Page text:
3. Cecal poop will not come off door mats or white shirts, no matter how hard you scrub. Assuming you don’t have chickens yet, let me tell you about cecal poop (pronounced “bleeeeeeeeeeeep!-now-I-have-to-buy-another-white-shirt!”). It’s a combination of rust stain, dinosaur gall bladders, chewing gum, and sulphur that chickens cook up when your back is turned. Even your dogs won’t eat it, and you will never, ever get it off your door mat. The winter sun shines in my sliding glass door, right across the outdoor mat that was intended for boot wiping, but actually keeps my flock’s tootsies warm as they bask in the rays. We tried – really, really tried – to get them to choose another place to warm themselves, but in the end it was easier to use a different door to get into the house from the yard. Please do not tell my mother this. She’s suspicious enough of the whole chicken thing as it is.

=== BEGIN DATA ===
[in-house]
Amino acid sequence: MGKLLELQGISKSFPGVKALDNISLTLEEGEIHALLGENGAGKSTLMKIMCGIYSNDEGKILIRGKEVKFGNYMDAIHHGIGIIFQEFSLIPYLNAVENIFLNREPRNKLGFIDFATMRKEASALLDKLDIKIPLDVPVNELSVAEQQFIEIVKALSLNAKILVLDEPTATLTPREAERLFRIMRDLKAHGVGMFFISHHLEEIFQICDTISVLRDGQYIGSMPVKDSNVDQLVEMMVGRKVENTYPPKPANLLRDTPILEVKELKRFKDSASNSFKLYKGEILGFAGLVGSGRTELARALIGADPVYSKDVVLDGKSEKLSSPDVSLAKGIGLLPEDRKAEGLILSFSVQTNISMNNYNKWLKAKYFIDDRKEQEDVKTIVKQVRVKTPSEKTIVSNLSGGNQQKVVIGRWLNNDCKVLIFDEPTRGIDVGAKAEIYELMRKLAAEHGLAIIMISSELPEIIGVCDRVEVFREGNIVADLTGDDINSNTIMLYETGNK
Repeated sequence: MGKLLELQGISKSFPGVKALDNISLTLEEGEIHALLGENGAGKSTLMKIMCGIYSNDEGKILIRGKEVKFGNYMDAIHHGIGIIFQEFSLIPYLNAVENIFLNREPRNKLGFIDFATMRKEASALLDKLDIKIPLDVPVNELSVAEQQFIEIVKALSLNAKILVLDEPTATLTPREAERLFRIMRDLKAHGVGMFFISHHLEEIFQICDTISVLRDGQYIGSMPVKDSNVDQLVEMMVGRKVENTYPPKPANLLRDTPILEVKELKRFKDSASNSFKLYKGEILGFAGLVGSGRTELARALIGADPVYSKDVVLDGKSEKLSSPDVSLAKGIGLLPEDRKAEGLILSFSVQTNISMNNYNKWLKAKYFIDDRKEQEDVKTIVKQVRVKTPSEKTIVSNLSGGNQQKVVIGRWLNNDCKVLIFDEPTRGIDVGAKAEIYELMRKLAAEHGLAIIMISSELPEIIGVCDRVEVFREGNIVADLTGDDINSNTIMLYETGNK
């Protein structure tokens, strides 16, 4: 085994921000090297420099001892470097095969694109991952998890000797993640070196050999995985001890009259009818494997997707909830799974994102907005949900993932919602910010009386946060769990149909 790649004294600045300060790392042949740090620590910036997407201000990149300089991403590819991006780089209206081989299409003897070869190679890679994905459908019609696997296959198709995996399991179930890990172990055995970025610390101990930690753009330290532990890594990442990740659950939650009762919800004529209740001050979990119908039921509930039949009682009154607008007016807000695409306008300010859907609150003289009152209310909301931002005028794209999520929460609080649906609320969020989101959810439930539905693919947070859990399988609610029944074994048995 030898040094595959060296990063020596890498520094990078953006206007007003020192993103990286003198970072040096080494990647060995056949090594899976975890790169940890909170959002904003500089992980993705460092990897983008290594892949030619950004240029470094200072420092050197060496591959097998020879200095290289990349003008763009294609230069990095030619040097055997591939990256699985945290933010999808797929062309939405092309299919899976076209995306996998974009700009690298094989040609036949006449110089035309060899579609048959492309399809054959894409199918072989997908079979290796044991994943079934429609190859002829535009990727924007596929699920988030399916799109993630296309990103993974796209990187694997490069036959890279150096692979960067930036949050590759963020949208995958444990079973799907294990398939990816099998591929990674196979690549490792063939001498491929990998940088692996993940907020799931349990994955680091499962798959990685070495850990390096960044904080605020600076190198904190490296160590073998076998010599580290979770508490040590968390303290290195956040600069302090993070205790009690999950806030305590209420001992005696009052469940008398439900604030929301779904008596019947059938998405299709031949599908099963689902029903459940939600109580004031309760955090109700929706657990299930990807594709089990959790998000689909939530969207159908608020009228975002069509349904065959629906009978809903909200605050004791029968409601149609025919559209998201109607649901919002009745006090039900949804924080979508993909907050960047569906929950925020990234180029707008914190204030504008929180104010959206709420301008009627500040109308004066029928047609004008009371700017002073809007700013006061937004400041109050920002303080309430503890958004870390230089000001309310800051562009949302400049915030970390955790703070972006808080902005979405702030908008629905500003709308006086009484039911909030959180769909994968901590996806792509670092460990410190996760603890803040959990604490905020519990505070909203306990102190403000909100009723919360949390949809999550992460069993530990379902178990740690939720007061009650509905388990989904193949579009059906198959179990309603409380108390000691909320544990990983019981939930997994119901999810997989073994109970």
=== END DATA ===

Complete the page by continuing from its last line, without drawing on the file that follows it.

4. Hawks know where I live, even if I live in the city. On Belgian rooster Noodle’s second day in the yard, he had followed the girls over to the roots of the umbrella catalpa. He didn’t understand the whole scratching thing yet, but he was watching with interest, looking at what the girls found and raising an eyebrow at the idea that they ate it instead of walking over to the coop where the recognizable food was. I was standing 10 feet away, sanding the edge of the new nest boxes, talking to my peeps. Suddenly, Salt, the only one of my girls with hawk experience, freaked out, shot straight up into the air, and hit the ground circling like a tornado. I jumped about as high as she did just as a hawk hit the ground right in the middle of where my flock had been standing. Luckily, Salt’s panic had made the rest of the chickens scatter and run under the table where I was standing. By the time I had my hand over my pounding heart, the hawk was headed off into the air again without a chicken in its talons. Now that the leaves are off all of the trees, it’s easier to see into my yard, but it’s also easier for Salt to see the hawks. When I first got her, I thought she was a BIG mistake, because she is bat crap crazy, but it turns out she’s an asset in disguise.